How to Optimize Your Images In WordPress

I can’t really emphasize enough how important it is to include an image in every blog post you write. Not only does it break up your text and add a interesting visual that is attractive, but it also increases your blog’s SEO and Pinnabilty.

optimizing your images in wordpress

I’ve written tons about that in the past, so I won’t go into it today. But I do want to show you how to optimize your images in WordPress to maximize your SEO. There are three things you need to take note of:

Image size: You want your image to be big enough to look pretty, but not so huge that it takes a long time to load. If you, like me, have a DSLR camera, you are likely taking photos that are somewhere between 3-6 MB. You don’t need photos that large on your blog, especially if you are loading up a ton of them. I use PicMonkey to resize my photos, usually to between 600 and 650 px wide. I do this because it then fits into my blog’s width perfectly, and makes the file size a mere 150KB or so. In addition, 650px is the optimal size to upload a photo to Facebook. I’ll usually recycle the photo and upload it to FB as a photo, and then write a description of my post. I’ll finish by copy/pasting in the link at the bottom. Be sure to X off the preview if you do that, or you’ll have too many images popping up.

Alt Text: After you’ve uploaded an image to your WordPress media library, you’ll get a box that looks like this:

Screen Shot 2014-02-16 at 8.35.57 AM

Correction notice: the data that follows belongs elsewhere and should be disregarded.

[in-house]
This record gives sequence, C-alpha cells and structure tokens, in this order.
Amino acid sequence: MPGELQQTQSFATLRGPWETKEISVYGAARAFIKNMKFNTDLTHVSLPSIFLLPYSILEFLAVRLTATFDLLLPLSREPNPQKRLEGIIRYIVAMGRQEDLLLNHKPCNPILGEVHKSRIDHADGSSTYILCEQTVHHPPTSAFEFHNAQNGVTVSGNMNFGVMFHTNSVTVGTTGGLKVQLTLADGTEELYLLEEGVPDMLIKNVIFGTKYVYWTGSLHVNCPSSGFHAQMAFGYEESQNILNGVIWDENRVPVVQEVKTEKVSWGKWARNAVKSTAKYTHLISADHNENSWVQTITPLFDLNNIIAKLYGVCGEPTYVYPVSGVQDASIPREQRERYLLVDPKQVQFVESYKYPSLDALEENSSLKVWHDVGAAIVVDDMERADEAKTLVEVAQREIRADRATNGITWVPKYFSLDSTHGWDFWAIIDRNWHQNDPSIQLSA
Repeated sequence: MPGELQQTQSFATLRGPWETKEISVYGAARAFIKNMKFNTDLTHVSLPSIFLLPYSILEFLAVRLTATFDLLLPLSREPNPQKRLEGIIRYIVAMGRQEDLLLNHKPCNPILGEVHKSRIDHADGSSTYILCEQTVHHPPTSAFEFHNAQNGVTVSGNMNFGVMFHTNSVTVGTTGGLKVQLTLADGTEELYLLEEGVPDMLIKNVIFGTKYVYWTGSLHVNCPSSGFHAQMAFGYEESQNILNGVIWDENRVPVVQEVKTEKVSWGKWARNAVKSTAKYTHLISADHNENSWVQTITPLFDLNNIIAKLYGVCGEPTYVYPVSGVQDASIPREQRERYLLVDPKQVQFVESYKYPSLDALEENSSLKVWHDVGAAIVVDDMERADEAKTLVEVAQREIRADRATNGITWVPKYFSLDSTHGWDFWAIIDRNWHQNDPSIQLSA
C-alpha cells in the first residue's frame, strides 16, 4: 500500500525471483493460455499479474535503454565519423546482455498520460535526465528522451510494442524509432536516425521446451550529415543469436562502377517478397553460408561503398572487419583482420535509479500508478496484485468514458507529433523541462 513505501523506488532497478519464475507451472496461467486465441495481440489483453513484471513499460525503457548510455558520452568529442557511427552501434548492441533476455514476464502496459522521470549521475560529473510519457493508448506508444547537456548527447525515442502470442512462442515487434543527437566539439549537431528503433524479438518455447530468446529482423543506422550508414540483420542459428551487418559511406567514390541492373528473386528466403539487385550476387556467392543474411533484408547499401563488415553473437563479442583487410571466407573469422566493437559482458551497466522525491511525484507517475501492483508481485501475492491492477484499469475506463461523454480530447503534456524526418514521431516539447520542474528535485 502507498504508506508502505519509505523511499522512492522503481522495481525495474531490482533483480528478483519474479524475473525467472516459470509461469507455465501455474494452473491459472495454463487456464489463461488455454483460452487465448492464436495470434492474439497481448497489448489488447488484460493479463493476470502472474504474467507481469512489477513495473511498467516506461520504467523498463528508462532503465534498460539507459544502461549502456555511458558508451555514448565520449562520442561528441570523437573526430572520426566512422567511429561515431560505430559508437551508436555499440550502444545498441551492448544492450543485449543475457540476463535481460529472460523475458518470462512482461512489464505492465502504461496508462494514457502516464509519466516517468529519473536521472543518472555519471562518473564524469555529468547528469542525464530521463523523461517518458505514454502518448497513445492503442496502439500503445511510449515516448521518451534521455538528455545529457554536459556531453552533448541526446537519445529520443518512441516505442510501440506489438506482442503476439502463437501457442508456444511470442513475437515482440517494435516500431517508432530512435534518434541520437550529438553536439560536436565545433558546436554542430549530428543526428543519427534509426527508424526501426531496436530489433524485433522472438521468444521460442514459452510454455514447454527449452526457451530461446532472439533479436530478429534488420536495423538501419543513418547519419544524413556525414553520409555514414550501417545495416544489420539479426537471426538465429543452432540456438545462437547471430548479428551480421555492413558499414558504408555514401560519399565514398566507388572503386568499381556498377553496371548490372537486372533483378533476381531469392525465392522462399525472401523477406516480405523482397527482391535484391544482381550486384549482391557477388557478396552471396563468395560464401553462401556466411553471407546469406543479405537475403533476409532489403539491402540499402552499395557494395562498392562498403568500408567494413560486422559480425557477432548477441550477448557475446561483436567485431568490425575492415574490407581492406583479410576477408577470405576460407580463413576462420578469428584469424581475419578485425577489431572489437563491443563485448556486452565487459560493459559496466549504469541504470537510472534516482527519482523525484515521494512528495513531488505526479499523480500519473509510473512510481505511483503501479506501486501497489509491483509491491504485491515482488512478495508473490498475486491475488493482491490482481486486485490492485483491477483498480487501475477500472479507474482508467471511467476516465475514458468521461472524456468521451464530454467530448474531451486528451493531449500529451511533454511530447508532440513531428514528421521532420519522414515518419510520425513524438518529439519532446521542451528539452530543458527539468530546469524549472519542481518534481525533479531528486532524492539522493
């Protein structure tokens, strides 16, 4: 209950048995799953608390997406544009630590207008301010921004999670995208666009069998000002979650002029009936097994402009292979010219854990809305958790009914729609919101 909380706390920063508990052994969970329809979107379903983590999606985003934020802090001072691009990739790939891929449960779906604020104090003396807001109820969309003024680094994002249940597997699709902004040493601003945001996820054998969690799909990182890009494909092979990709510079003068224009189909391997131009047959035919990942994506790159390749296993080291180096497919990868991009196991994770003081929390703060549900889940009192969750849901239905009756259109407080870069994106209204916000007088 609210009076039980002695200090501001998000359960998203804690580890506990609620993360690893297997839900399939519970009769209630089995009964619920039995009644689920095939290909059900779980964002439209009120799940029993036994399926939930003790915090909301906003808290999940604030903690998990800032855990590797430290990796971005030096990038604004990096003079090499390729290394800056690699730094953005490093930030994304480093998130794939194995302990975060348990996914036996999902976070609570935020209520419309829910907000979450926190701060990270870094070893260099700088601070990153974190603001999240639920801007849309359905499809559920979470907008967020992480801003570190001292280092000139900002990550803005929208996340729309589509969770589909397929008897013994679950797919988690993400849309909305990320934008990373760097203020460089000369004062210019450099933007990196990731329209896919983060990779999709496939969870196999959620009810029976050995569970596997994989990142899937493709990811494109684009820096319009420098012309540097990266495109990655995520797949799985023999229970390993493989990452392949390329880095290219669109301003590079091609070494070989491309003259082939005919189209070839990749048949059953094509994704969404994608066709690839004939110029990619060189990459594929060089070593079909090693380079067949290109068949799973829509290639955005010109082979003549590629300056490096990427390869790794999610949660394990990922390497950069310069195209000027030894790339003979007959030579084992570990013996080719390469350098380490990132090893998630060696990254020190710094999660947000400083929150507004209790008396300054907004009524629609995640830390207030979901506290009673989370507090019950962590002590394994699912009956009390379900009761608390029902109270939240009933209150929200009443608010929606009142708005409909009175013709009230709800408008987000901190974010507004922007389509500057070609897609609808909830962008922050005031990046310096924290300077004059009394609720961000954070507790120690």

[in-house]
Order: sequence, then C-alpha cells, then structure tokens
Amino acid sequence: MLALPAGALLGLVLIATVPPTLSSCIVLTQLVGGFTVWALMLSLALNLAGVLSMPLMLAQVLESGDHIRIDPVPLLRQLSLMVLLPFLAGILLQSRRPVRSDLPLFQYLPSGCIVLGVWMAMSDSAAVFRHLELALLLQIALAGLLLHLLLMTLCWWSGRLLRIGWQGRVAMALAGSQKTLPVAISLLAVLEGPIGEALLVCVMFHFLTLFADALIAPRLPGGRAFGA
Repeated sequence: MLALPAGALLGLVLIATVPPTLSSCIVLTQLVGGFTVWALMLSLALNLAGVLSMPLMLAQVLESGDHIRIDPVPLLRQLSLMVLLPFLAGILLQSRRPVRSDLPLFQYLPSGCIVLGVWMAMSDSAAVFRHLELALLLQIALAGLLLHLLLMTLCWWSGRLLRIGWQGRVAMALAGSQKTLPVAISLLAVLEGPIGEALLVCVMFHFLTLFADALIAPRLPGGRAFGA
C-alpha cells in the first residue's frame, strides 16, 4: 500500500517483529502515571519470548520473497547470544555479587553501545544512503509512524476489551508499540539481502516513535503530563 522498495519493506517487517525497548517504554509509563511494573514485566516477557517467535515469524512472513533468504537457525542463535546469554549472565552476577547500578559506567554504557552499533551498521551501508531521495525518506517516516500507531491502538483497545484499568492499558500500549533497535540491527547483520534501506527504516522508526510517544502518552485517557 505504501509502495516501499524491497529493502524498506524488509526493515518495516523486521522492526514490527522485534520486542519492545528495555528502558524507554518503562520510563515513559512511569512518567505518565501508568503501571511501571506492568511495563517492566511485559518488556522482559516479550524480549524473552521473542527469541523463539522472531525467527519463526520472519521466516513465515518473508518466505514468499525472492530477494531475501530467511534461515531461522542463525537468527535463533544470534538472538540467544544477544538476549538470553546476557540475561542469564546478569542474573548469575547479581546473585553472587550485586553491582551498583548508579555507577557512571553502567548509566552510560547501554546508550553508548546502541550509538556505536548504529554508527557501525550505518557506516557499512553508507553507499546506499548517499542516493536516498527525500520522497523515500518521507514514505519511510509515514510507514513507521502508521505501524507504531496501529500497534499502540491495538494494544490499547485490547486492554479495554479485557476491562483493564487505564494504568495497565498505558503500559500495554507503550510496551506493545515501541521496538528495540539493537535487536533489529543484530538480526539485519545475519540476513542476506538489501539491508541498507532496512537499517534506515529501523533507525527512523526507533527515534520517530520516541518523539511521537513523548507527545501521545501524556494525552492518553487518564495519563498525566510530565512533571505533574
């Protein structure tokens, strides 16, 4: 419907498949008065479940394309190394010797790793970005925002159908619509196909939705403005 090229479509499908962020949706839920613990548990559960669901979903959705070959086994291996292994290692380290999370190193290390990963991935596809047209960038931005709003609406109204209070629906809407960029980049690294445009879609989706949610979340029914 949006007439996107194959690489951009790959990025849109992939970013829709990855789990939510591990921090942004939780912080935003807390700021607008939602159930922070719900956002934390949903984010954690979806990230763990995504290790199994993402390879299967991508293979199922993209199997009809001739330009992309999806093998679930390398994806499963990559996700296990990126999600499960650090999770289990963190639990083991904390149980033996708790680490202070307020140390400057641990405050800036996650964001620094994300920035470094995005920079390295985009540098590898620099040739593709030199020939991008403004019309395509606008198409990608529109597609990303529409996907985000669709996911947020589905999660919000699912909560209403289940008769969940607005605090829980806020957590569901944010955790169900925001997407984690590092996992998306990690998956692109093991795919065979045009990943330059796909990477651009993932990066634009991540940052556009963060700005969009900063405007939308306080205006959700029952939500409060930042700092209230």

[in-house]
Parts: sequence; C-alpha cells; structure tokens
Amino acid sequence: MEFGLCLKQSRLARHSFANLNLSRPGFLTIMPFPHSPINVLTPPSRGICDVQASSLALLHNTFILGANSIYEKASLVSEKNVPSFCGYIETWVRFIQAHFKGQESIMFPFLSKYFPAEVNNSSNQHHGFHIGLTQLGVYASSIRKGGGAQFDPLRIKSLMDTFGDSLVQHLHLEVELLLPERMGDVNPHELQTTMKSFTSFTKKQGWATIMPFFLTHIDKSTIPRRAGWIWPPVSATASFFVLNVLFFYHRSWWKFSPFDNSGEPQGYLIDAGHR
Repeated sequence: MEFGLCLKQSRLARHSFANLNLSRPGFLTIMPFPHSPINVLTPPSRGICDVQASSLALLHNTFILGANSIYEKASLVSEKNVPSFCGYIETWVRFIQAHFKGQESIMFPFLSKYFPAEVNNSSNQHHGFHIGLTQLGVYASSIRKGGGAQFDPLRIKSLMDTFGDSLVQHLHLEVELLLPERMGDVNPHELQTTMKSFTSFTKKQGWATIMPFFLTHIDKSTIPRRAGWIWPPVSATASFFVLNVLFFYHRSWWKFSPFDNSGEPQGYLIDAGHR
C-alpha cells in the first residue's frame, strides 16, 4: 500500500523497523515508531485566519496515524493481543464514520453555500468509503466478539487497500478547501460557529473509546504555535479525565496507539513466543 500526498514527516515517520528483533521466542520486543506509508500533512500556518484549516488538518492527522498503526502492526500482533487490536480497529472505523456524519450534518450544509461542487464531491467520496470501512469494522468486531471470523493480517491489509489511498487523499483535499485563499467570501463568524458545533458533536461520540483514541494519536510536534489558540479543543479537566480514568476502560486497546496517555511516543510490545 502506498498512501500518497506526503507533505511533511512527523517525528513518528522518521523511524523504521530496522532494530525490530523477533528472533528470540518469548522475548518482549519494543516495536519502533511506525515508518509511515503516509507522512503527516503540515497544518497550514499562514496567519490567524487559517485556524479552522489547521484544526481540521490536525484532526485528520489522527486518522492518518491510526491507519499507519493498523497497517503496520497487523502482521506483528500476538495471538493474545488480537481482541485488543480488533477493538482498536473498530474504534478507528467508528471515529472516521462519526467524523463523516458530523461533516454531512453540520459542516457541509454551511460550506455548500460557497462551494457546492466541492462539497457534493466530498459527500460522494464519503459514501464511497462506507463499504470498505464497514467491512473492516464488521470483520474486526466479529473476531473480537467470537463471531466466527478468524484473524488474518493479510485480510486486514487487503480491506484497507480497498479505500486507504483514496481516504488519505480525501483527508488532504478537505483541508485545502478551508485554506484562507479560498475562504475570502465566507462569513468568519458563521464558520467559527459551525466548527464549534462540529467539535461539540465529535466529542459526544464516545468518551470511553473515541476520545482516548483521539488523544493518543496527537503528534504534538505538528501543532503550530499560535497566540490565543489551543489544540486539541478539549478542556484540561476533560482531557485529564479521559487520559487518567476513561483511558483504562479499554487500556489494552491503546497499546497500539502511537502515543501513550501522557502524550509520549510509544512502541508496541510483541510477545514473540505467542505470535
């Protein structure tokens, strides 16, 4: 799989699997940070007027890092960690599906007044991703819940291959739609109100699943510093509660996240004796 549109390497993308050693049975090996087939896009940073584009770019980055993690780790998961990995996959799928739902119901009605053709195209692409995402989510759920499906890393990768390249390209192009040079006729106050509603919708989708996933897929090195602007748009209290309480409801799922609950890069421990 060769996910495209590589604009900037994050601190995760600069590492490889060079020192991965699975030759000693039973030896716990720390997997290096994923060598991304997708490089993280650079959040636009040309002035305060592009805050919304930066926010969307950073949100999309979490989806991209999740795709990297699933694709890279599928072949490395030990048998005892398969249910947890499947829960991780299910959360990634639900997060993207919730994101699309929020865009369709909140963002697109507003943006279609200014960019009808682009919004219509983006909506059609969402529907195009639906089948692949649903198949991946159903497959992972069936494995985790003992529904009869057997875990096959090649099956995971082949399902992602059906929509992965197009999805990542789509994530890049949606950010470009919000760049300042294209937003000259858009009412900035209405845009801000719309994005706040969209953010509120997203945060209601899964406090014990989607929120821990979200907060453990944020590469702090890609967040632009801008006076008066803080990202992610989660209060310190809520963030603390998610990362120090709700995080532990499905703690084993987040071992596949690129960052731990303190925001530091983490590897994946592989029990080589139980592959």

A lot of people leave the “Alt Text’ Box blank, because they don’t understand what it’s for. Alt Text helps people who are visually impaired to “see” your image. It also helps with Google’s search engine ranking: the bots that are constantly looking for updates on the web can’t “see”, but they can read Alt Tags. So make sure you fill this box in.

¬†File Name: Never leave your file name as the default name given to it (usually a string of letters and numbers) by your camera. There’s a couple of reasons why. First off, giving your image a descriptive name makes it more pinnable. Look at this image I just tried to pin from my blog:

Screen Shot 2014-02-16 at 8.44.13 AM

Ooops! Now, as the pinterest user, I will either leave it as is (not good) or I’ll have to erase my file name and type a description. So do the work for your reader and make sure every image is given a description. Do this in the “Title” box. Giving your image a title will also make it much more searchable in Google Images. People who are on your blog will also see the name of the image if they hover over it.

Alternately, you could install a plugin like SEO Friendly Images which will automatically add Titles and Alt Tags to any new images you upload.



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Rebecca Coleman

Social Media Marketing Strategist, Blogger, Author, Teacher, Trainer. Passionate foodie, mom to Michael, fueled by Americanos. I love my bike. Soon-to-be cookbook author. Localvore with a wanderlust.

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